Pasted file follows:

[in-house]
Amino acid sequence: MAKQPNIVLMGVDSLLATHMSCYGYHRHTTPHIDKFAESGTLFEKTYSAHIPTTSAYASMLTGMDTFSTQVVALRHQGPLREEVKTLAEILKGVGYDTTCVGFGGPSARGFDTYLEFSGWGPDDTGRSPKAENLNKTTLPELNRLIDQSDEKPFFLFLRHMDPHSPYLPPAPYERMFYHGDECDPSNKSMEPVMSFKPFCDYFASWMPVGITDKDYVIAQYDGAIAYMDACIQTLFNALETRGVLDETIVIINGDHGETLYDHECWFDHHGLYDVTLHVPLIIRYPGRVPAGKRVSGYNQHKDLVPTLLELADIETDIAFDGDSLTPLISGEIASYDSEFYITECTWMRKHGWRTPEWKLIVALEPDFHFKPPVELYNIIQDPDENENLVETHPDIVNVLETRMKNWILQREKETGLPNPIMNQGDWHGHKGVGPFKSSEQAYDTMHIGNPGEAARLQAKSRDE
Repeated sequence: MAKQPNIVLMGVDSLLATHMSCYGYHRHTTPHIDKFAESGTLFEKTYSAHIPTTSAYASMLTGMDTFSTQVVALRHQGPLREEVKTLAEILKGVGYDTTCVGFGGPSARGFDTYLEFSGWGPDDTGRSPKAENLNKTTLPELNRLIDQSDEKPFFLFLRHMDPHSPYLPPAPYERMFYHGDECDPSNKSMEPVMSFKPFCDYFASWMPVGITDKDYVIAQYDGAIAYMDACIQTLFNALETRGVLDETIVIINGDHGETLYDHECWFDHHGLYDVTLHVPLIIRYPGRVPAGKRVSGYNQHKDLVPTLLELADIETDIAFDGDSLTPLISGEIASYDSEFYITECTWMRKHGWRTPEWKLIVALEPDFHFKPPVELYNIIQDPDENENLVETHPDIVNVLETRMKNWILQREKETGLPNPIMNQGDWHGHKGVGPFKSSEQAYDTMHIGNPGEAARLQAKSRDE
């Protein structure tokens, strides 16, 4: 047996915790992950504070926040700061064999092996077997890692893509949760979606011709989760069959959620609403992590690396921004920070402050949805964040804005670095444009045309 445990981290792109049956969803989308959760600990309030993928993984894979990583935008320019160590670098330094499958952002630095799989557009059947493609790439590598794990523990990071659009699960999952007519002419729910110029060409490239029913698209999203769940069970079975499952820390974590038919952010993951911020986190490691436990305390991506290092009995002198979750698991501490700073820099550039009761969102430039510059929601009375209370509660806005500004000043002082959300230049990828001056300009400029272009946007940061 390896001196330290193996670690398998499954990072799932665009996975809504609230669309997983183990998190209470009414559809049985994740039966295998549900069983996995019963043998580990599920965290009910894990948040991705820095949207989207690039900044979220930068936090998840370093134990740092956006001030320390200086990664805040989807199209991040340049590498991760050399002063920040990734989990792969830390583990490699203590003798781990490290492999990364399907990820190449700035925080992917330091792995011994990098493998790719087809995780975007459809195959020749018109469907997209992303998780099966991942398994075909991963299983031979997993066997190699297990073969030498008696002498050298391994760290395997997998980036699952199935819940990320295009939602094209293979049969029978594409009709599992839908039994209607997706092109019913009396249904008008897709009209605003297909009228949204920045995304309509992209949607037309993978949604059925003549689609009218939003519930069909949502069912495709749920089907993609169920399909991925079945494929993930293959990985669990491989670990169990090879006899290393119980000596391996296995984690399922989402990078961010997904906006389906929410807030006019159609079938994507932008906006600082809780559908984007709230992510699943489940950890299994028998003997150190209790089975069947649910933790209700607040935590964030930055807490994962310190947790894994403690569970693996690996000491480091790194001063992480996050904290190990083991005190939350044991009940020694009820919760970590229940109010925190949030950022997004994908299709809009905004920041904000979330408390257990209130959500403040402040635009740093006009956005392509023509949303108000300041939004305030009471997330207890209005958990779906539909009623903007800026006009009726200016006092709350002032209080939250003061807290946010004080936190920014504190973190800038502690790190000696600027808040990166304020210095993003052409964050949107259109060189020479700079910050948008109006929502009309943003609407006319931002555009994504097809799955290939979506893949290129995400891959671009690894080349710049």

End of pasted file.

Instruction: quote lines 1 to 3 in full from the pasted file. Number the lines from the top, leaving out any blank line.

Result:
[in-house]
Amino acid sequence: MAKQPNIVLMGVDSLLATHMSCYGYHRHTTPHIDKFAESGTLFEKTYSAHIPTTSAYASMLTGMDTFSTQVVALRHQGPLREEVKTLAEILKGVGYDTTCVGFGGPSARGFDTYLEFSGWGPDDTGRSPKAENLNKTTLPELNRLIDQSDEKPFFLFLRHMDPHSPYLPPAPYERMFYHGDECDPSNKSMEPVMSFKPFCDYFASWMPVGITDKDYVIAQYDGAIAYMDACIQTLFNALETRGVLDETIVIINGDHGETLYDHECWFDHHGLYDVTLHVPLIIRYPGRVPAGKRVSGYNQHKDLVPTLLELADIETDIAFDGDSLTPLISGEIASYDSEFYITECTWMRKHGWRTPEWKLIVALEPDFHFKPPVELYNIIQDPDENENLVETHPDIVNVLETRMKNWILQREKETGLPNPIMNQGDWHGHKGVGPFKSSEQAYDTMHIGNPGEAARLQAKSRDE
Repeated sequence: MAKQPNIVLMGVDSLLATHMSCYGYHRHTTPHIDKFAESGTLFEKTYSAHIPTTSAYASMLTGMDTFSTQVVALRHQGPLREEVKTLAEILKGVGYDTTCVGFGGPSARGFDTYLEFSGWGPDDTGRSPKAENLNKTTLPELNRLIDQSDEKPFFLFLRHMDPHSPYLPPAPYERMFYHGDECDPSNKSMEPVMSFKPFCDYFASWMPVGITDKDYVIAQYDGAIAYMDACIQTLFNALETRGVLDETIVIINGDHGETLYDHECWFDHHGLYDVTLHVPLIIRYPGRVPAGKRVSGYNQHKDLVPTLLELADIETDIAFDGDSLTPLISGEIASYDSEFYITECTWMRKHGWRTPEWKLIVALEPDFHFKPPVELYNIIQDPDENENLVETHPDIVNVLETRMKNWILQREKETGLPNPIMNQGDWHGHKGVGPFKSSEQAYDTMHIGNPGEAARLQAKSRDE